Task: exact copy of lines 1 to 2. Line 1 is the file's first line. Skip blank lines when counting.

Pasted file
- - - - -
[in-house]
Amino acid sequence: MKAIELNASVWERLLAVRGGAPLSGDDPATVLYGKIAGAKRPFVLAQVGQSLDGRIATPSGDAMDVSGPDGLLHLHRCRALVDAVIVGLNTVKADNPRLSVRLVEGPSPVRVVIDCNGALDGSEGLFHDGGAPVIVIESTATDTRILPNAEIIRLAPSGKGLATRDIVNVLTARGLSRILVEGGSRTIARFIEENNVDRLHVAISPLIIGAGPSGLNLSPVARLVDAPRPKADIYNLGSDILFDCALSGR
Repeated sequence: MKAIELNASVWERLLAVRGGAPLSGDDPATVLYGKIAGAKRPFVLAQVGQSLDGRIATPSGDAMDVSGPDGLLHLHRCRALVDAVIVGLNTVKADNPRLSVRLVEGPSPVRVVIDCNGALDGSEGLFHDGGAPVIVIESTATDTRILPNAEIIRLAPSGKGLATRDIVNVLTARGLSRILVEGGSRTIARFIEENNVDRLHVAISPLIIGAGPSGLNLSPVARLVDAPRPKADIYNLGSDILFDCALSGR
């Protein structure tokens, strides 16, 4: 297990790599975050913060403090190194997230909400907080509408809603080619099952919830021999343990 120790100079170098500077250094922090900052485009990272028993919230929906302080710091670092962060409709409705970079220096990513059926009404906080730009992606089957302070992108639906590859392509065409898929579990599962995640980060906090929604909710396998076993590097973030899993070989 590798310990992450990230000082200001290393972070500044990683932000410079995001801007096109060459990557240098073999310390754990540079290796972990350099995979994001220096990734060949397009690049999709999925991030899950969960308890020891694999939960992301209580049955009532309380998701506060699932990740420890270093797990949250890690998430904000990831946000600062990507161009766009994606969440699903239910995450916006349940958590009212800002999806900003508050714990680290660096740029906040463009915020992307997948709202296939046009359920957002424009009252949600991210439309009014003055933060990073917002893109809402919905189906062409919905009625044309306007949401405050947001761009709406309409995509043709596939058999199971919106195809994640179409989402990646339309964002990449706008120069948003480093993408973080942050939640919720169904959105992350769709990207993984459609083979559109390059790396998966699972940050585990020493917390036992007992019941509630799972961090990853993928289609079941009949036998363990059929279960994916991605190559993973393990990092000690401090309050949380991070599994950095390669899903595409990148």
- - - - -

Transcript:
[in-house]
Amino acid sequence: MKAIELNASVWERLLAVRGGAPLSGDDPATVLYGKIAGAKRPFVLAQVGQSLDGRIATPSGDAMDVSGPDGLLHLHRCRALVDAVIVGLNTVKADNPRLSVRLVEGPSPVRVVIDCNGALDGSEGLFHDGGAPVIVIESTATDTRILPNAEIIRLAPSGKGLATRDIVNVLTARGLSRILVEGGSRTIARFIEENNVDRLHVAISPLIIGAGPSGLNLSPVARLVDAPRPKADIYNLGSDILFDCALSGR